Estimating Labor Market Power

37 Pages Posted: 30 Sep 2019

See all articles by José Azar

José Azar

University of Navarra, IESE Business School; CEPR

Steven Berry

Yale University - Department of Economics; National Bureau of Economic Research (NBER); Yale University - Cowles Foundation

Ioana Elena Marinescu

University of Pennsylvania - School of Social Policy & Practice; National Bureau of Economic Research (NBER)

Date Written: September 18, 2019

Abstract

How much power do employers have to suppress wages below marginal productivity? It depends on the firm-level labor supply elasticity. Leveraging data on job applications from the large job board CareerBuilder.com, we estimate the wage impact on workers' choice among differentiated jobs in the largest occupations. We use a nested logit model of worker's utility for applying to jobs with varying wages and characteristics, including distance from the potential worker's home. We account for the endogeneity of wages by using several different instrumental variable strategies. We find that failing to instrument results in implausibly low elasticities, whereas plausible instruments result in more elastic estimates. Still, the implied market-level labor supply elasticity is about 0.6, while the firm-level labor supply elasticity is about 5.8. This implies that workers produce about 17% more than their wage level, consistent with employers having significant market power even for the largest occupational labor markets.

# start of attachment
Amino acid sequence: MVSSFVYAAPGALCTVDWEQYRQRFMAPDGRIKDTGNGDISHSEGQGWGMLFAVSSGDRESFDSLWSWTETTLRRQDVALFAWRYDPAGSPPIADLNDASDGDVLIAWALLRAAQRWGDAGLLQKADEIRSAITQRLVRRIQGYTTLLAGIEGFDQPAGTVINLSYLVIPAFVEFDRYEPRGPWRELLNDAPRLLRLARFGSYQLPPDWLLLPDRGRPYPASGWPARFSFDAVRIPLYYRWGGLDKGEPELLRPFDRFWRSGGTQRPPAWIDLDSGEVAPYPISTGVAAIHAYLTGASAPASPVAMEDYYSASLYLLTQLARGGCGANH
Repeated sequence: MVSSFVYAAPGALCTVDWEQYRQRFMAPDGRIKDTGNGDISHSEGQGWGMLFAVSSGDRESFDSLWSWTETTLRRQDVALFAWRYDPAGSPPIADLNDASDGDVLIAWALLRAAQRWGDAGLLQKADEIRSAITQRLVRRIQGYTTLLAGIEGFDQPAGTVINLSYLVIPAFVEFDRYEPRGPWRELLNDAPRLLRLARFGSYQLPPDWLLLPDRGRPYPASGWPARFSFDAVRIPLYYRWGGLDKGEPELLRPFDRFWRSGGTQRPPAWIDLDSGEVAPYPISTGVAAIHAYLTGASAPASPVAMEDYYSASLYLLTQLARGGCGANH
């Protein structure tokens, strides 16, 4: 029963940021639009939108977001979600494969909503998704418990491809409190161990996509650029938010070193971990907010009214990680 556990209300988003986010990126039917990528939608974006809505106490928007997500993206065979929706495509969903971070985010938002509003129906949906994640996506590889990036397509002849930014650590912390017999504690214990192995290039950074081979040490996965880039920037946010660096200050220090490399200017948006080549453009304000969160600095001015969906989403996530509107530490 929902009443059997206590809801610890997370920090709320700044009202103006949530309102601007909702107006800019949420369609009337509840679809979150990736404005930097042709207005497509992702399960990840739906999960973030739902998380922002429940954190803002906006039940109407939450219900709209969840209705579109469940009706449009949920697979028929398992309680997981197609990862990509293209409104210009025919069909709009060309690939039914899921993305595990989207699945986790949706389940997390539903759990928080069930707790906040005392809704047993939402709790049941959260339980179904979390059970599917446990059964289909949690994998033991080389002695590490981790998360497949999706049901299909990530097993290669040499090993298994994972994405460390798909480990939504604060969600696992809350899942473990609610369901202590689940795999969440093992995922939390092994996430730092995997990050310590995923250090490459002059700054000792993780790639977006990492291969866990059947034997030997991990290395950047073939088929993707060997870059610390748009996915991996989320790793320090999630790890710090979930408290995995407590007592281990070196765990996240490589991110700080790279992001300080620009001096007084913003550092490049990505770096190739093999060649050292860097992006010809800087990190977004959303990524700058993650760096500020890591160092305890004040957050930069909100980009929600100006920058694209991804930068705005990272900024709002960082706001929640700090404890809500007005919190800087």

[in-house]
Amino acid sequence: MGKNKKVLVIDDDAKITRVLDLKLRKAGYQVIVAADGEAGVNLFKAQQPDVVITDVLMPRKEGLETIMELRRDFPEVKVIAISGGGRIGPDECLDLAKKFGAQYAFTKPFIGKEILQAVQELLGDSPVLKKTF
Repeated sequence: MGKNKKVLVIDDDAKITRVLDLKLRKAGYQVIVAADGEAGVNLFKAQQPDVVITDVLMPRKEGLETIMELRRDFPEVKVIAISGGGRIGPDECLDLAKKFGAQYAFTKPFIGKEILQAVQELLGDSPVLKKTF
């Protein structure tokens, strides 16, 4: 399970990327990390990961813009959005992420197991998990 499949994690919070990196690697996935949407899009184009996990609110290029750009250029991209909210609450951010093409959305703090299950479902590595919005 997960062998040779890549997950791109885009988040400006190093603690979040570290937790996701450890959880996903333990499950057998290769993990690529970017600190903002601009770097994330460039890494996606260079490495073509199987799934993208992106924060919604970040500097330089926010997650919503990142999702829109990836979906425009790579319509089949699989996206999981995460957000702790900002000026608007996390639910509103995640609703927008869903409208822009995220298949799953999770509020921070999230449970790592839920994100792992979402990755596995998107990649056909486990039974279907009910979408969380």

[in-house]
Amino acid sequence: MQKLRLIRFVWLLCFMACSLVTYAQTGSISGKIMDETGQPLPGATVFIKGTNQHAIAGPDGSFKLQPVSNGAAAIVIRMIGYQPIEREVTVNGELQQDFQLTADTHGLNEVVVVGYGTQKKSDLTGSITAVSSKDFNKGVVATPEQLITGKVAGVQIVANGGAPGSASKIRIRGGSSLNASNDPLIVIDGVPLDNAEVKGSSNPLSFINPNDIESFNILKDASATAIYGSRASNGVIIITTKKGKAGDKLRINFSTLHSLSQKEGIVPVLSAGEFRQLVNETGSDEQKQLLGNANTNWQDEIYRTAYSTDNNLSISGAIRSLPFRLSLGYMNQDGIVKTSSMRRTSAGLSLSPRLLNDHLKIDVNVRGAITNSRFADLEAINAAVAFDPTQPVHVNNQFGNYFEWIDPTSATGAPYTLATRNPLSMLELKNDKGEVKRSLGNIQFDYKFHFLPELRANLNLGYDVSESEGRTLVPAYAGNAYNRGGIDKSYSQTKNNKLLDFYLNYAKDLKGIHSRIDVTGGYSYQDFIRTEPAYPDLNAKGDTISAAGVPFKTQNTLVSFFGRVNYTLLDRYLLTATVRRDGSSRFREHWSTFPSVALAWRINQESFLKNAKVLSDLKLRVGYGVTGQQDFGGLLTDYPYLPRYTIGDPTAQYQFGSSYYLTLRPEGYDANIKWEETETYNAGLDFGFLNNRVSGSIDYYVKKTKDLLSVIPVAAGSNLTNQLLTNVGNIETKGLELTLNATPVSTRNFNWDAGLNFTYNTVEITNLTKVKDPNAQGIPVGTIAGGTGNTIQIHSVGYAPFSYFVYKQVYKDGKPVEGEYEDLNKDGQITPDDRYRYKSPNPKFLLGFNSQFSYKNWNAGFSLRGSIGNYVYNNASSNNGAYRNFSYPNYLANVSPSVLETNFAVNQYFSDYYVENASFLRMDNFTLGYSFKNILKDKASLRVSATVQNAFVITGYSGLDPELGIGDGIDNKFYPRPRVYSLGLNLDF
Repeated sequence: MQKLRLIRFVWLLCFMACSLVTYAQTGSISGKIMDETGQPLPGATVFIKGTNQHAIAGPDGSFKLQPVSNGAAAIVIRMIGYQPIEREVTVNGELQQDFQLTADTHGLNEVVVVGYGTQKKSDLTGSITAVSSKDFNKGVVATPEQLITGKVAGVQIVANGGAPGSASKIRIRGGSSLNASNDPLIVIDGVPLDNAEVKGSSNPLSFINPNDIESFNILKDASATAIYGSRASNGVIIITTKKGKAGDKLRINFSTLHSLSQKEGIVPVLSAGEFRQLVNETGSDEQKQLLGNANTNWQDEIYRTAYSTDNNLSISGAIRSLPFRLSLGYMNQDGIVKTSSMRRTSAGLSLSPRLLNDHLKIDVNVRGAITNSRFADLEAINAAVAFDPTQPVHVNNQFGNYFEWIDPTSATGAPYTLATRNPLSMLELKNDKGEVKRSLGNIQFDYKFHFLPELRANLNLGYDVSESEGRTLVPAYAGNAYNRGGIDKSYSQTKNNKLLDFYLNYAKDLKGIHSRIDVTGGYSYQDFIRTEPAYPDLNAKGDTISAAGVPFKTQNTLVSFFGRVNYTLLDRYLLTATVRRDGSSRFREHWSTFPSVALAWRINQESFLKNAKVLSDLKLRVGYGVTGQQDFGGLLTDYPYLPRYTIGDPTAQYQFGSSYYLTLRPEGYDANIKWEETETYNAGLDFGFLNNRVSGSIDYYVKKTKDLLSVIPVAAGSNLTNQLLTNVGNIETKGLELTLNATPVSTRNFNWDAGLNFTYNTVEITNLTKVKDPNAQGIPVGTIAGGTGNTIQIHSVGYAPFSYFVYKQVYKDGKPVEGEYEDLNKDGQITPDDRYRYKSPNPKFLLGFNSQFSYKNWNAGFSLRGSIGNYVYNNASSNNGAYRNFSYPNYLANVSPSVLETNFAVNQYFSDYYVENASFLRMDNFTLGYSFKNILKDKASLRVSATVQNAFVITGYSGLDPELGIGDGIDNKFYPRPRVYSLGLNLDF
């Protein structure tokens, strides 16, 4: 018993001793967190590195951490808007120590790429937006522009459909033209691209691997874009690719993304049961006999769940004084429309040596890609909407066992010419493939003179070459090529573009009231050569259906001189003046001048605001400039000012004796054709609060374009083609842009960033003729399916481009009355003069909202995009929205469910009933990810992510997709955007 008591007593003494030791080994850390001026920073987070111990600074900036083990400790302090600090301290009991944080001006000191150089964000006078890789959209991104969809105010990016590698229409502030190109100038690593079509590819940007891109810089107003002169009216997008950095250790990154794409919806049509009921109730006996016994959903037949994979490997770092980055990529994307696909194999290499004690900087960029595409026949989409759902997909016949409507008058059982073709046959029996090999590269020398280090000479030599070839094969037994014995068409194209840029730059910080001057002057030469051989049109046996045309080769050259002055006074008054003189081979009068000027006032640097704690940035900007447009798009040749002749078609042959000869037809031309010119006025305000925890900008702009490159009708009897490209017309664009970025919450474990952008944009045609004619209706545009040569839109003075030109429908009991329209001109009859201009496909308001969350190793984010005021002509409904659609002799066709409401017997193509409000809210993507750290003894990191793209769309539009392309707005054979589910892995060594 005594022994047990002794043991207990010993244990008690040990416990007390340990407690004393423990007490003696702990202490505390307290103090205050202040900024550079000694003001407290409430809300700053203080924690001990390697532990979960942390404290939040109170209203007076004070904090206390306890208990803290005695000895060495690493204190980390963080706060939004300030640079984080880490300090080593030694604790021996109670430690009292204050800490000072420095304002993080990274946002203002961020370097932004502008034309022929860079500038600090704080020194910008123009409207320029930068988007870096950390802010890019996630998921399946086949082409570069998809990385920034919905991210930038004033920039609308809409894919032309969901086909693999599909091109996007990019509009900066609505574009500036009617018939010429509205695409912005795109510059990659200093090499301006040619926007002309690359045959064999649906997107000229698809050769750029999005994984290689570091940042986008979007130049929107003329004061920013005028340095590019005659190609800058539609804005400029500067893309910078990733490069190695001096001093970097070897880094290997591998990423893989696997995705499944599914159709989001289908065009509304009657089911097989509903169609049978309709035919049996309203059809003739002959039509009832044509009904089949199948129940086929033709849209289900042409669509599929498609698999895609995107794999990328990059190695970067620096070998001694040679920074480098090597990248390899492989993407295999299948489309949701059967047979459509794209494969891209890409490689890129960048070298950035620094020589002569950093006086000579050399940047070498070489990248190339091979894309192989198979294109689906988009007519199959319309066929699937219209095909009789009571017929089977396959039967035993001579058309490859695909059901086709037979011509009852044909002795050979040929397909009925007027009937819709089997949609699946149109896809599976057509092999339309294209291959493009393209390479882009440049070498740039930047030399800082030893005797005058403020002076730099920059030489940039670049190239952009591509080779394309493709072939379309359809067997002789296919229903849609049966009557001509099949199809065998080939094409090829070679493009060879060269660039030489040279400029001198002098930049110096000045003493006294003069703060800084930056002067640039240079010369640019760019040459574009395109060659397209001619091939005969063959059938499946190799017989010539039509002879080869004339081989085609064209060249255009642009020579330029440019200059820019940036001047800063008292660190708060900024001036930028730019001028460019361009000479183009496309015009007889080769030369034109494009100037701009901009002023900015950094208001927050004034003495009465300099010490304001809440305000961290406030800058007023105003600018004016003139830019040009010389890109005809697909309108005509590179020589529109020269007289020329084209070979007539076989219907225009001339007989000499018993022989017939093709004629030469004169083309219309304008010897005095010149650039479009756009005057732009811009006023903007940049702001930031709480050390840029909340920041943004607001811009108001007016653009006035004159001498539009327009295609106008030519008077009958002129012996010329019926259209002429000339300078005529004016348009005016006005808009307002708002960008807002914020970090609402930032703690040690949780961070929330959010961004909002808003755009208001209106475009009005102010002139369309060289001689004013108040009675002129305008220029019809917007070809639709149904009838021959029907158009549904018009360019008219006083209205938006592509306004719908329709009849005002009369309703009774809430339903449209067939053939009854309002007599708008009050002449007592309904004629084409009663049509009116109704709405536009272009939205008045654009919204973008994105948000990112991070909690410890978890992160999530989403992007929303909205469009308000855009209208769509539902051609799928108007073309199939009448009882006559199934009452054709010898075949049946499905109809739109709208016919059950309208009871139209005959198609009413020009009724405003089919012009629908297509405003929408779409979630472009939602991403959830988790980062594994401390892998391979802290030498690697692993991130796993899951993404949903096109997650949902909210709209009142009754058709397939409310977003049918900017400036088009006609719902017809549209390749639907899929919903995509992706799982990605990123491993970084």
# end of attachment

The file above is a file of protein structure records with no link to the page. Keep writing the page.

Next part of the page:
Keywords: labor supply, monopsony, nested logit

JEL Classification: J22, J31, J42, L13

Suggested Citation

Azar, José and Berry, Steven T. and Marinescu, Ioana Elena, Estimating Labor Market Power (September 18, 2019). Available at SSRN: https://ssrn.com/abstract=3456277 or http://dx.doi.org/10.2139/ssrn.3456277

José Azar

University of Navarra, IESE Business School ( email )

Avenida Pearson 21
Barcelona, 08034
Spain

CEPR ( email )

London
United Kingdom

HOME PAGE: http://https://sites.google.com/site/joseazar/

Steven T. Berry

Yale University - Department of Economics ( email )

28 Hillhouse Ave
New Haven, CT 06520-8264
United States
203-432-3556 (Phone)
203-432-6323 (Fax)

National Bureau of Economic Research (NBER)

1050 Massachusetts Avenue
Cambridge, MA 02138
United States

Yale University - Cowles Foundation

Box 208281
New Haven, CT 06520-8281
United States

Ioana Elena Marinescu (Contact Author)

University of Pennsylvania - School of Social Policy & Practice ( email )

3701 Locust Walk
Philadelphia, PA 19104-6214
United States

National Bureau of Economic Research (NBER) ( email )

1050 Massachusetts Avenue
Cambridge, MA 02138
United States

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